In many ways, yesterday’s budget could be summarised as spend now, tax later.
If Philip Hammond has learned from the history of taxation, we could see some interesting developments in the October 29th Budget.
When we look back at some of the taxes we’ve had in the past, it is clear that taxation has had to continually change to keep pace with the times. In 18th century Britain, a hat tax was introduced to raise revenue from the gentrified. It was effectively a stamp duty on the head-dress of the more wealthy – the bigger the hat, the bigger the tax. Top hats had a top rate of 14%.
Candles were also viewed as an extravagance in Georgian England and therefore drew the interest of the exchequer, leading to the introduction of a candle tax. Similar taxes to target the wealthy at the time included, a beard tax introduced by Henry VIII, or an 18th century window tax (the bigger the house, the more windows it would have and the more tax the owners would pay). Continue reading
Pressure eases on public finances, but not enough to finance a big Birthday gift without recourse to higher taxes.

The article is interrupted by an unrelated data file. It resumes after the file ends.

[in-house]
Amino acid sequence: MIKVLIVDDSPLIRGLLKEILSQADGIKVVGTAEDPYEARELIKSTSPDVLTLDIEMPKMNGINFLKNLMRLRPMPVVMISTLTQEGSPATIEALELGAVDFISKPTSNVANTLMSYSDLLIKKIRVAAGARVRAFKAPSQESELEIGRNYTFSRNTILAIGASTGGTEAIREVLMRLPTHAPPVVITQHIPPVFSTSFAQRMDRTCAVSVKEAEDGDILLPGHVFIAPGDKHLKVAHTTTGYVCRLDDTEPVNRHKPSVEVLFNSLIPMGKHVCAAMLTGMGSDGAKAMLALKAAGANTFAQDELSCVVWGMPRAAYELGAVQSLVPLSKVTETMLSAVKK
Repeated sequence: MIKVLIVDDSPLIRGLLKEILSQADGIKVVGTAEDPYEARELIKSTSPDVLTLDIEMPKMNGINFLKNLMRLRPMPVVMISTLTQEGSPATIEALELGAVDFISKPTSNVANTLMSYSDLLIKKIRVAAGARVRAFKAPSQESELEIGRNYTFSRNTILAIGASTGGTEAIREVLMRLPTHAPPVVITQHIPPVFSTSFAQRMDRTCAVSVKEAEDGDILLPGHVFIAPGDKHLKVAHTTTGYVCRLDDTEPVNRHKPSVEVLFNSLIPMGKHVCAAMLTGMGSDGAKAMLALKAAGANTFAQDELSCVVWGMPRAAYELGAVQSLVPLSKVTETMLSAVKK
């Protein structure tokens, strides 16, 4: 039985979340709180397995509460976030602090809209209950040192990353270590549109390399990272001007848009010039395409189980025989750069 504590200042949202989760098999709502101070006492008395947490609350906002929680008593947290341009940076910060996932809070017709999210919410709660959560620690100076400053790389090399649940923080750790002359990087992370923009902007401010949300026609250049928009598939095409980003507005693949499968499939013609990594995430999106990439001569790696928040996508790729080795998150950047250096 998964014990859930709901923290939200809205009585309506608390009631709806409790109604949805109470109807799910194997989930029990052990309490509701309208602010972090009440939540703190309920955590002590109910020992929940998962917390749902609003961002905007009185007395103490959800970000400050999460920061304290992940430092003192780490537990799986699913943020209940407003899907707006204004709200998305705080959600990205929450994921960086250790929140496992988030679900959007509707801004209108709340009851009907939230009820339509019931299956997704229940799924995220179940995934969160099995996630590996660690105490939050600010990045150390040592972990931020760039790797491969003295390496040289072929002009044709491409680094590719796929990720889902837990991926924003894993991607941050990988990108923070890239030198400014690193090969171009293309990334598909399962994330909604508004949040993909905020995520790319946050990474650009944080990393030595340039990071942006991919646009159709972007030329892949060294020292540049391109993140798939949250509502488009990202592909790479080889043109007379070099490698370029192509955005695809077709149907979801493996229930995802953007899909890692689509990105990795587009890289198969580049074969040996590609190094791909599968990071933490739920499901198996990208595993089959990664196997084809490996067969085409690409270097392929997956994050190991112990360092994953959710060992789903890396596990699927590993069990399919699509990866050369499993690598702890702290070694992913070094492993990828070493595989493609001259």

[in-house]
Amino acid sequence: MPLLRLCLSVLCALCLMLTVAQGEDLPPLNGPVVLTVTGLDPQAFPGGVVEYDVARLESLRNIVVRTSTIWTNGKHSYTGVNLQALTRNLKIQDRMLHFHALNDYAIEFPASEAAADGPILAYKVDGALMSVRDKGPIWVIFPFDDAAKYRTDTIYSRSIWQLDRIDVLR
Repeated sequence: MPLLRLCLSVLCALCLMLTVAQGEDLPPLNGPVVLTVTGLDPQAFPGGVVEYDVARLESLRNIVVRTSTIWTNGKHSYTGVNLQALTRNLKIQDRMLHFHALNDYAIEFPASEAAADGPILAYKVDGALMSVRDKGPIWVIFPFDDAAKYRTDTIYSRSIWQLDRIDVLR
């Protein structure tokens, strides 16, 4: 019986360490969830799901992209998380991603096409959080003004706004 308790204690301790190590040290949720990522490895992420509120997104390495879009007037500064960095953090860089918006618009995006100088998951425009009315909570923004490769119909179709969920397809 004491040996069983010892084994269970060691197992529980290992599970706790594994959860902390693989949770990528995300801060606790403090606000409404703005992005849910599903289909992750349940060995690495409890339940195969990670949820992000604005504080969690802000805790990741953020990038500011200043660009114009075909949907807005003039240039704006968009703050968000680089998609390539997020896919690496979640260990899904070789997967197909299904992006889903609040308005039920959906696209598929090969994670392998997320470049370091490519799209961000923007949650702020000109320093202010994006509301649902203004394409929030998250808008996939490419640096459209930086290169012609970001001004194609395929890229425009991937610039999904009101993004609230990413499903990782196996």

Tax has been a big talking point in recent years – we’ve had the sugar tax, the pasty tax, the plastic bag tax, and even the caravan tax. And locally, corporation tax long hogged the headlines. Some tax changes have been significant, others have been gimmicks. But the reality is that when it comes to dealing with the public finances, spending cuts rather than revenue-raising have been doing the heavy lifting. This dynamic though is about to change, and the contents of the recently launched party manifestos underline this. Continue reading
The Bank of England surprised last week by not cutting interest rates. The accompanying statement showed that most members expect to loosen monetary policy at August’s meeting. But given that expectation it left a perculiar question in its aftermath. If then, why not now? Continue reading
In government, as in football, budget isn’t everything. The English Premier League is the biggest money soccer championship in the world, but yet one of the minnows in financial terms has just claimed the title. Continue reading
Last week’s UK economic news was filled with little wobbles. First, there were signs that the UK’s labour market may be finally cooling. Second, UK retailers had a very poor March. Third, the Chancellor missed his borrowing targets for the last fiscal year. All small misses, but misses nonetheless.